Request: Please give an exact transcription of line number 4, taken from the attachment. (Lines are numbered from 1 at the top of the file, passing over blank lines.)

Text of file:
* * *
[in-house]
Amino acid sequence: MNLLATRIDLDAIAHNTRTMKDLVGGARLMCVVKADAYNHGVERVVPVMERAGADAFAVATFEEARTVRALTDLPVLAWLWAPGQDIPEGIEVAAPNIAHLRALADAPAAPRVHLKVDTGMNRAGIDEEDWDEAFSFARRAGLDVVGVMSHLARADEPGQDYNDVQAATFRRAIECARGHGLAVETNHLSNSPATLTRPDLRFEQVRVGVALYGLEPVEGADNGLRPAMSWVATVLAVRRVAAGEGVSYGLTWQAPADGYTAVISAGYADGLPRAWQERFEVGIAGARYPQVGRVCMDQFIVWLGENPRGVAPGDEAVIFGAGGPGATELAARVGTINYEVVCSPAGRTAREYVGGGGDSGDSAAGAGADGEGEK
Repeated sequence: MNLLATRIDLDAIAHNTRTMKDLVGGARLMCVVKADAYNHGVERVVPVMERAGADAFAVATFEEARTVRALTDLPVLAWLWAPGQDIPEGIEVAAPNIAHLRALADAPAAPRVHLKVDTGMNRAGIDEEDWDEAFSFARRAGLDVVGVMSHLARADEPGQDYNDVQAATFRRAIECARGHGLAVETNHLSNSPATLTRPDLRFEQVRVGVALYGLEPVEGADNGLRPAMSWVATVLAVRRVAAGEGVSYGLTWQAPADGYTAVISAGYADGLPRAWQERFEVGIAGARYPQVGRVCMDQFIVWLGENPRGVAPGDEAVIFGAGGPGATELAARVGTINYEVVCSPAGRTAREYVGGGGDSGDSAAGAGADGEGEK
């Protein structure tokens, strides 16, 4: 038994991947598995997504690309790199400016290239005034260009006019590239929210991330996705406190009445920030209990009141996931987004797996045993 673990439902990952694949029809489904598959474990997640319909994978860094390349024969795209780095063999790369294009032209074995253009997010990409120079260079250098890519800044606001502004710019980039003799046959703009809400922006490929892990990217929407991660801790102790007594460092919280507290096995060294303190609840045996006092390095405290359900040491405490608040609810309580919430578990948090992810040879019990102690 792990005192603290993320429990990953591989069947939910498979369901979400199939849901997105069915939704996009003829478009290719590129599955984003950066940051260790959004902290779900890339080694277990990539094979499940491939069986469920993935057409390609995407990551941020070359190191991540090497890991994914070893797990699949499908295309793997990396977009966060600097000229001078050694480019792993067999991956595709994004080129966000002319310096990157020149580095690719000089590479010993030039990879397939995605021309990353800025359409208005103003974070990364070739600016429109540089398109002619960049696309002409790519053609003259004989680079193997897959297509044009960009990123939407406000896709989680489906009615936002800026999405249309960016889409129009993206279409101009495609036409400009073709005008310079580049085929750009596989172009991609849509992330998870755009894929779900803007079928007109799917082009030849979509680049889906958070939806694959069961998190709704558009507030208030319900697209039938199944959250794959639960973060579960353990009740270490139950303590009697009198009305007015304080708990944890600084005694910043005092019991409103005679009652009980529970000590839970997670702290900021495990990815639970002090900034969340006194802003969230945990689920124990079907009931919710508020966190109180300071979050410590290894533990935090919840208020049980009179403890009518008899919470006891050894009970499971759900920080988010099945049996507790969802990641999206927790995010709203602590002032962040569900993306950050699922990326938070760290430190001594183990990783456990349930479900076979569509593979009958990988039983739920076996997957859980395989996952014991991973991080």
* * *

């Protein structure tokens, strides 16, 4: 038994991947598995997504690309790199400016290239005034260009006019590239929210991330996705406190009445920030209990009141996931987004797996045993 673990439902990952694949029809489904598959474990997640319909994978860094390349024969795209780095063999790369294009032209074995253009997010990409120079260079250098890519800044606001502004710019980039003799046959703009809400922006490929892990990217929407991660801790102790007594460092919280507290096995060294303190609840045996006092390095405290359900040491405490608040609810309580919430578990948090992810040879019990102690 792990005192603290993320429990990953591989069947939910498979369901979400199939849901997105069915939704996009003829478009290719590129599955984003950066940051260790959004902290779900890339080694277990990539094979499940491939069986469920993935057409390609995407990551941020070359190191991540090497890991994914070893797990699949499908295309793997990396977009966060600097000229001078050694480019792993067999991956595709994004080129966000002319310096990157020149580095690719000089590479010993030039990879397939995605021309990353800025359409208005103003974070990364070739600016429109540089398109002619960049696309002409790519053609003259004989680079193997897959297509044009960009990123939407406000896709989680489906009615936002800026999405249309960016889409129009993206279409101009495609036409400009073709005008310079580049085929750009596989172009991609849509992330998870755009894929779900803007079928007109799917082009030849979509680049889906958070939806694959069961998190709704558009507030208030319900697209039938199944959250794959639960973060579960353990009740270490139950303590009697009198009305007015304080708990944890600084005694910043005092019991409103005679009652009980529970000590839970997670702290900021495990990815639970002090900034969340006194802003969230945990689920124990079907009931919710508020966190109180300071979050410590290894533990935090919840208020049980009179403890009518008899919470006891050894009970499971759900920080988010099945049996507790969802990641999206927790995010709203602590002032962040569900993306950050699922990326938070760290430190001594183990990783456990349930479900076979569509593979009958990988039983739920076996997957859980395989996952014991991973991080």